It’s in the Question

If I was speaking this blog we’d be a non-starter cos I have no voice. Something between my lungs and lips has seized up reducing me to a whisper or a croaky bass at best. Fortunately, my fingers haven’t been affected. I’m in the midst of deciding whether I should bother the doctor with my unimportant issue. See a problem there? Is my issue unimportant? Maybe but I am not given to going to the doctor week after week or even month after month, I rarely go so if I am considering going it’s probably not something trivial. I am also trying to self-diagnose. Doctors and lawyers who try to treat themselves have fools for patients.

I believe in a God who heals. Absolutely because I have seen it happen. I have prayed about it and had prayer from others so a bit of me is thinking I should hang on and trust God. There are times to do that but there’s that small voice telling me it’s in my question – unimportant.

I was going to write this about the Israelites before I started typing so I will pull in what I felt earlier. They have crossed the Red Sea, they have seen the mighty hand of God wash the pursuing enemy away. There’s no way they could see the walls of water on each side of them and not be aware of the power that led them. A pillar of fire and smoke leading them would be a constant reminder of this. But they arrive on the far side turn their backs on the debris of Pharoah’s army and start complaining about water. I understand water is pretty important in the desert, of course it is but come on they have seen God make every provision for them over the last few days and if they had oral histories (which I am sure they did) then they should have been reminded of God’s care from ages past. Do they really think God is going to leave them to die of thirst or hunger as they whine about later.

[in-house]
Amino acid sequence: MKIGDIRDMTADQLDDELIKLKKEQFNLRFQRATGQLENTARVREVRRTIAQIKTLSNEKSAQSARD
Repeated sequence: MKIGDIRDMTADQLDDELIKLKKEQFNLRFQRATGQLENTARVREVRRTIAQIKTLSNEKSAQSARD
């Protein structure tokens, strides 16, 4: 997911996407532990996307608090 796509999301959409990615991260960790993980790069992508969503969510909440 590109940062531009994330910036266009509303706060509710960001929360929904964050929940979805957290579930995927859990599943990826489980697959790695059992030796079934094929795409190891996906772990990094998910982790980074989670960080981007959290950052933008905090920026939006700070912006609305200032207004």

24 Because they were very thirsty, the people complained to Moses.

Israelites: What are we supposed to drink?

Exodus 15:24

It’s in the tone and wording of the question. Not, “hey Moses, God is so awesome and we know He will take care of us so what are we going to drink?” With the eager anticipation of seeing God work instead of grumbling, complaining and doubt.

Israelites:It would have been better if we had died by the hand of the Eternal in Egypt. At least we had plenty to eat and drink, for our pots were stuffed with meat and we had as much bread as we wanted. But now you have brought the entire community out to the desert to starve us to death.

Exodus 16:3

And again no faith that God will provide for them, take care of them, that He loves them. The insult in this question is outstanding: it leaves me speechless. But I think the real problem was that they saw no value in themselves, they couldn’t believe that God would take care of them despite all they had seen Him do. I don’t think God minds when we ask Him questions, the psalmists did it all the time. Jesus asked in the Garden. But it is in the question; it is in the tone, the wording, the question in our hearts behind the words.

God is always good. Always. Without a doubt and that means when I don’t understand I can ask, when I am afraid I can tell Him, when I worry I can tell Him. with confidence that when I do He is not going to throw His hands over His head and be done with me. He is going to look at my heart and answer me in the perfect way that demonstrates I am beloved and that satisfies what is in my heart not necessarily on my lips. That changes the way I ask, that changes my expectations and that changes the way I relate to others.

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